Health-related quality of life and sleep disorders in Taiwanese people with heart failure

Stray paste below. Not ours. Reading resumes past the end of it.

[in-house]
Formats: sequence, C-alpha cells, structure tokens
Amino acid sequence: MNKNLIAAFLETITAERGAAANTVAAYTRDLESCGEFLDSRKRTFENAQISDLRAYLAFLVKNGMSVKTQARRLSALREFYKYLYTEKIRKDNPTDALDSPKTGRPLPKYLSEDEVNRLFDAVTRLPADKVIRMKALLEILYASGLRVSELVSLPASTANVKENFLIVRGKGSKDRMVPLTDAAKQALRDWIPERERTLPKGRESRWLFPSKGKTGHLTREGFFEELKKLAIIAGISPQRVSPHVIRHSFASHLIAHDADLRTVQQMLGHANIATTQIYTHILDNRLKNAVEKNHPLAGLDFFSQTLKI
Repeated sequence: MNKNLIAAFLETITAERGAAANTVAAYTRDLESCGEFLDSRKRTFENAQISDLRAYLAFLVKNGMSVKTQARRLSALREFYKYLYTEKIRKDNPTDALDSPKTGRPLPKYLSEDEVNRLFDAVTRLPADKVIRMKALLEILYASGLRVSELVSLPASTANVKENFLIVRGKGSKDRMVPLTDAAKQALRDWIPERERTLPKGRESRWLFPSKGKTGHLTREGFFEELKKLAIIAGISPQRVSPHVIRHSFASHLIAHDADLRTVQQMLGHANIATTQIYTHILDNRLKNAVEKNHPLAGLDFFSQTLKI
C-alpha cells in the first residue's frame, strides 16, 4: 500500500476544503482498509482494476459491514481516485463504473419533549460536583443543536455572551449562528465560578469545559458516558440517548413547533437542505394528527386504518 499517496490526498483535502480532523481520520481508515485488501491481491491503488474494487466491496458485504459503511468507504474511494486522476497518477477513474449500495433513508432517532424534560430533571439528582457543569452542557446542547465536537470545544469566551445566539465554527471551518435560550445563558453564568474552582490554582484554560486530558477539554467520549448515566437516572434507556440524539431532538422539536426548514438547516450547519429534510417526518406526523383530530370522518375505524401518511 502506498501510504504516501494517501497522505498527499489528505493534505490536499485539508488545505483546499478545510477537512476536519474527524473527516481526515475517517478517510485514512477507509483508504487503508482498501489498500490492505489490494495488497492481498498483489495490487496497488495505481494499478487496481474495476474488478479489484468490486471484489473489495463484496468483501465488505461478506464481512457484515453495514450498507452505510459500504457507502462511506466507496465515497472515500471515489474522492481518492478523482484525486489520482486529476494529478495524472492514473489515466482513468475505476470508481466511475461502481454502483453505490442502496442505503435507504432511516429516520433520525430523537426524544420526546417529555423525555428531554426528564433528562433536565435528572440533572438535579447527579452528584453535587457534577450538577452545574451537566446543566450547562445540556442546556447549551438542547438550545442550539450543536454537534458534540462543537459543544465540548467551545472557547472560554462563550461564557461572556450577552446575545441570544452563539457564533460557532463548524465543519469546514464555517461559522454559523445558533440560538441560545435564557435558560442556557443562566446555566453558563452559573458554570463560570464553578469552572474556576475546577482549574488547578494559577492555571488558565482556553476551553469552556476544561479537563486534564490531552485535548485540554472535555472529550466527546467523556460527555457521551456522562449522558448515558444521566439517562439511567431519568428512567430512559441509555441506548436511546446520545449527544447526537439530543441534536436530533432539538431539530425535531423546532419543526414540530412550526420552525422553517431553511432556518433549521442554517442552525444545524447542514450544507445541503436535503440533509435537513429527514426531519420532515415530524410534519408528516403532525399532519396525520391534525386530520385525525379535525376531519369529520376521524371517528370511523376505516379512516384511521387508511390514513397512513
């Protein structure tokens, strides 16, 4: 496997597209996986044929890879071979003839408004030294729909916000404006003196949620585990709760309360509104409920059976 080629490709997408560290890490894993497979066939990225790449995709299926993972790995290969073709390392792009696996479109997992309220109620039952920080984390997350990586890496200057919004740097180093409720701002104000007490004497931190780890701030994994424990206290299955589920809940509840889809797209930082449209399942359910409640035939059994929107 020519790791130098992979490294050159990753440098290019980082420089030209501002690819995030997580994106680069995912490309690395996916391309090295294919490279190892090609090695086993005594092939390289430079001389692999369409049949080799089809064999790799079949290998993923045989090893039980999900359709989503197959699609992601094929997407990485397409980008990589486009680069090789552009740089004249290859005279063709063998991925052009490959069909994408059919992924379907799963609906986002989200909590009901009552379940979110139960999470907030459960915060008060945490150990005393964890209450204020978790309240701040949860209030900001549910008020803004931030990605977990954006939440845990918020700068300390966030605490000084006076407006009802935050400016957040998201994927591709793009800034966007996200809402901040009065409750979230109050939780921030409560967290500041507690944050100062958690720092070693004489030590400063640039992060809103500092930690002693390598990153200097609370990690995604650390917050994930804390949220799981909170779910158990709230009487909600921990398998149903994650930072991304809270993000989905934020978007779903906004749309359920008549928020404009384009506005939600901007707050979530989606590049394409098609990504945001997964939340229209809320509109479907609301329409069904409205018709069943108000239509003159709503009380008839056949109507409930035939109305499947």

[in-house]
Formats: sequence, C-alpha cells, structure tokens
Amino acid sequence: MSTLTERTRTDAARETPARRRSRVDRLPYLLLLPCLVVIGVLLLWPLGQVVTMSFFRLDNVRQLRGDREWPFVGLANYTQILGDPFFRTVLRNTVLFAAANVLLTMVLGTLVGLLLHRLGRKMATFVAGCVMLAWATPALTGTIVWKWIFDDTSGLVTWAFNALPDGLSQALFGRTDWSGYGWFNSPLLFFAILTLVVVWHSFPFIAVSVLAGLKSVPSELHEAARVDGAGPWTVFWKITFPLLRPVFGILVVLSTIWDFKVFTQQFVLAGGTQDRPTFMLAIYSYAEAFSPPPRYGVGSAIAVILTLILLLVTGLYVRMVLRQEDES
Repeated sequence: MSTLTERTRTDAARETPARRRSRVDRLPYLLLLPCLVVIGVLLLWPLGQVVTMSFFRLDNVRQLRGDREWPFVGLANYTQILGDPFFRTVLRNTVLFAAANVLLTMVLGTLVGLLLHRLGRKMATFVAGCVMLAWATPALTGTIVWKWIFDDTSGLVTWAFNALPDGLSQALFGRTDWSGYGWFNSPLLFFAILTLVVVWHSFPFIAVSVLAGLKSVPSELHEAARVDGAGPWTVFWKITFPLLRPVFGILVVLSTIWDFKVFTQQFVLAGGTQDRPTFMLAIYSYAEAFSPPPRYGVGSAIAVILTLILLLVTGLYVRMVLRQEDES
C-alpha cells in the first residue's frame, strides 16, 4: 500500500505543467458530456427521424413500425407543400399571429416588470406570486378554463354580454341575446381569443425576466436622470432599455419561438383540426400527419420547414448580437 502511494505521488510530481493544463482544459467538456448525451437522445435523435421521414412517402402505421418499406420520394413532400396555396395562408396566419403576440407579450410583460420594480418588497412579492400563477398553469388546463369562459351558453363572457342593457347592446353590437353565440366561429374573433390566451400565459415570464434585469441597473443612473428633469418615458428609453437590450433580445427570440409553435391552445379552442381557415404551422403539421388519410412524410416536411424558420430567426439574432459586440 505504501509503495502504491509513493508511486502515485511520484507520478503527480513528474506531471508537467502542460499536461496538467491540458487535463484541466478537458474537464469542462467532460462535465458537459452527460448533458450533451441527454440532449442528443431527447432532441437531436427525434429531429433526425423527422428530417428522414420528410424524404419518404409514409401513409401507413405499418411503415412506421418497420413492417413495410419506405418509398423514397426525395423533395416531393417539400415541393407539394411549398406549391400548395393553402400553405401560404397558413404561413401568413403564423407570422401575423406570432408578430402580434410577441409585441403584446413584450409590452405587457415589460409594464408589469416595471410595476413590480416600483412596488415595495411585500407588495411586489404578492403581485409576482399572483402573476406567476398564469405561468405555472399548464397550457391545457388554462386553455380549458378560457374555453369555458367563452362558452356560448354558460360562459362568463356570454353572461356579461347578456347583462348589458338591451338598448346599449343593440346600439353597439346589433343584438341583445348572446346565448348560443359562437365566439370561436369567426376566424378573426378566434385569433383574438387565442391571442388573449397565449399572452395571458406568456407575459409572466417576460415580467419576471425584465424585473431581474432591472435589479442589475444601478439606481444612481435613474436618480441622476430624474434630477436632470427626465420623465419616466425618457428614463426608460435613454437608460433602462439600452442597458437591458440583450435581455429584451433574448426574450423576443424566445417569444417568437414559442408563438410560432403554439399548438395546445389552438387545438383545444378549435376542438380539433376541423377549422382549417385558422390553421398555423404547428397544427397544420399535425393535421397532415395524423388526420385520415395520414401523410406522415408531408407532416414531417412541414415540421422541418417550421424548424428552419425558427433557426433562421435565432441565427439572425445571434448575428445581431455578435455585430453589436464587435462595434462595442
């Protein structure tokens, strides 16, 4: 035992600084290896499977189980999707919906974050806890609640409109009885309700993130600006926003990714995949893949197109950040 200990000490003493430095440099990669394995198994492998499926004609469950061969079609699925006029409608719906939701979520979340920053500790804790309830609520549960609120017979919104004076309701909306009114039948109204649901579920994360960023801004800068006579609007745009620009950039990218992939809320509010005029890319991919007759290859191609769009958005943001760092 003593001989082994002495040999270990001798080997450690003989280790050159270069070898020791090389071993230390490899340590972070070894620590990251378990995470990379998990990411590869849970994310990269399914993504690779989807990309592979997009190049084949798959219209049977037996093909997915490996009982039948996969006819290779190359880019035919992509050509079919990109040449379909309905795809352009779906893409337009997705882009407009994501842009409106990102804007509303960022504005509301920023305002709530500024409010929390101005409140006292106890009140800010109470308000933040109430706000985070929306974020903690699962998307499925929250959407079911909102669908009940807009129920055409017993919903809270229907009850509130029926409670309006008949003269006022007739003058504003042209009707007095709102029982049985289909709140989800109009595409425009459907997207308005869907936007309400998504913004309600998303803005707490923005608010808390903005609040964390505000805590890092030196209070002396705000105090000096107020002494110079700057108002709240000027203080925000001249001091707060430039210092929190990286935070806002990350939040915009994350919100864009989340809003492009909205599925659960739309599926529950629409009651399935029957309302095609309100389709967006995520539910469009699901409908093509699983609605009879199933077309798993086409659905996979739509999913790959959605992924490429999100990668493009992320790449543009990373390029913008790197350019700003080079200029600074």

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The purposes of this cross-sectional, descriptive, correlational study were to describe the characteristics of sleep disorders and HRQOL; to explore the relationships between individual characteristics (age, gender, education, living arrangement, marital status, financial status, employment status, and type of language), HF characteristics (body mass index, comorbidity, and perceived health), sleep disorders (nocturnal sleep quality, daytime sleepiness, and daytime napping), and HRQOL; and to identify predictors of HRQOL. A nonprobability sample of 125 participants with HF was recruited from the outpatient departments of a large medical center and an affiliated hospital located in southern Taiwan. All participants were individually interviewed by the principal investigator in either a private area within a clinic or in their homes, except for two participants who completed the questionnaires by themselves at locations of their choice. Overall, the study findings indicated that insomnia (difficulty initiating sleep, maintaining sleep, or both) may be common among the participants. Approximately 72.8% of the participants reported poor nocturnal sleep quality, however, only 30 (24%) of them had excessive daytime sleepiness. Additionally, the majority (81.6%) of the participants reported they were prone to habitual daytime napping after lunch. Except for the significant relationship between daytime sleepiness and the component of daytime dysfunction, daytime sleepiness and daytime napping were not significantly correlated with the global and componential variables of nocturnal sleep quality. By using a hierarchical multiple regression model analysis, six predictors were identified from 14 predictor variables, and those six accounted for 58.5% (p<.001) of the variance in HRQOL. After controlling for age, education, financial status, comorbidity, perceived health, and NYHA Class, the analyses showed that sleep variables (subjective sleep quality, sleep disturbances, and sleep latency) accounted for 7% of the variance in HRQOL. The study found that the Taiwanese persons with HF who experienced better HRQOL were those who had higher level of education, lower NYHA Classes, and small numbers of comorbid conditions, and reported better subjective sleep quality, fewer sleep disturbances, and shorter sleep latency.